The Tennessee State Library and Archives (TSLA) will host a free workshop on Saturday, Oct. 13, from 9:30-11 a.m. in the TSLA Auditorium, tracing the history of the Nashville Jewish community back more than two centuries.
The workshop will focus on prolific people who contributed to local history and Jewish life in Nashville.
Some of the people to be featured include the man who raised more than $2 million to help finance World War I, the man who introduced seeing-eye dogs to America, the first woman to run for governor in Tennessee and the screenwriter who drew from his Nashville youth in crafting the popular movie, Dead Poets Society.
The guest speaker is Dr. Jean Roseman. Dr. Roseman grew up in a Boston suburb and attended colleges in Canada, Germany, and the United States. With a doctorate in foreign language education, she taught German and Holocaust history in the Nashville Public Schools for 28 years. During her career, she has contributed to many professional journals and has hled leadership positions in local Jewish groups. Upon retirement, Dr. Roseman published From Y to J, The Hundred Year History of Nashville's Jewish Community Center. Her latest book, Shalom Nashville, A Jewish History, builds on her previous writings about local Jewish history.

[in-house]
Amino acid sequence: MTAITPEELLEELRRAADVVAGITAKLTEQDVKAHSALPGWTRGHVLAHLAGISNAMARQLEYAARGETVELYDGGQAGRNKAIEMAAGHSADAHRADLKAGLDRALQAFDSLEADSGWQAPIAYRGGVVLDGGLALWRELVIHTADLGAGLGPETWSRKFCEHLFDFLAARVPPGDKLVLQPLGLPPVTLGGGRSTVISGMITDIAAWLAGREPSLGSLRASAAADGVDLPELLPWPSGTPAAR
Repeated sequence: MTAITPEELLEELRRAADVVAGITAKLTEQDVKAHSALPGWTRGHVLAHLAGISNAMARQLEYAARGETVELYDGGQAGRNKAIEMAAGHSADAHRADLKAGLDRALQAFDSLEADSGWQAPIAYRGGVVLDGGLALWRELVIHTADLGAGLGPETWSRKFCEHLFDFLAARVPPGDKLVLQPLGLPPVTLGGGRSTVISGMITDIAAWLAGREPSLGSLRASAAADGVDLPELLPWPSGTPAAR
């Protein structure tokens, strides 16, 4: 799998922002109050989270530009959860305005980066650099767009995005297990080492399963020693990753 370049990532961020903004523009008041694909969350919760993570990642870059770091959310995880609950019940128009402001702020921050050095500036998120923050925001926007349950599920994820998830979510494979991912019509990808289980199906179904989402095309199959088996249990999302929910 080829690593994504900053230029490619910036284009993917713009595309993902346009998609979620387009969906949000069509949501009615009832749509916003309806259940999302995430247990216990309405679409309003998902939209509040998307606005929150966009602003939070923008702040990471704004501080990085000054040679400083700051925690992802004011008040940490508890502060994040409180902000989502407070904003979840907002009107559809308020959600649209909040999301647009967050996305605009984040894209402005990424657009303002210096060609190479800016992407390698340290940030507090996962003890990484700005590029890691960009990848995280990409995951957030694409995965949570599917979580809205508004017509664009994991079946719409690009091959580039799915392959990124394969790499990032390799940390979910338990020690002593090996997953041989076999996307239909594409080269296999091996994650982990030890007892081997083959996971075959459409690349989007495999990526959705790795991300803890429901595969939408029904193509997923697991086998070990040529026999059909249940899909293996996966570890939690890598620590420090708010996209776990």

The session is open to anyone interested.
This is a free workshop, but reservations are required due to limited seating in the auditorium. To make reservations, please e-mail firstname.lastname@example.org or call 615 741-2764. TSLA's building is at 403 Seventh Avenue North, just west of the state Capitol in downtown Nashville. Limited parking is available in front, beside and behind the building.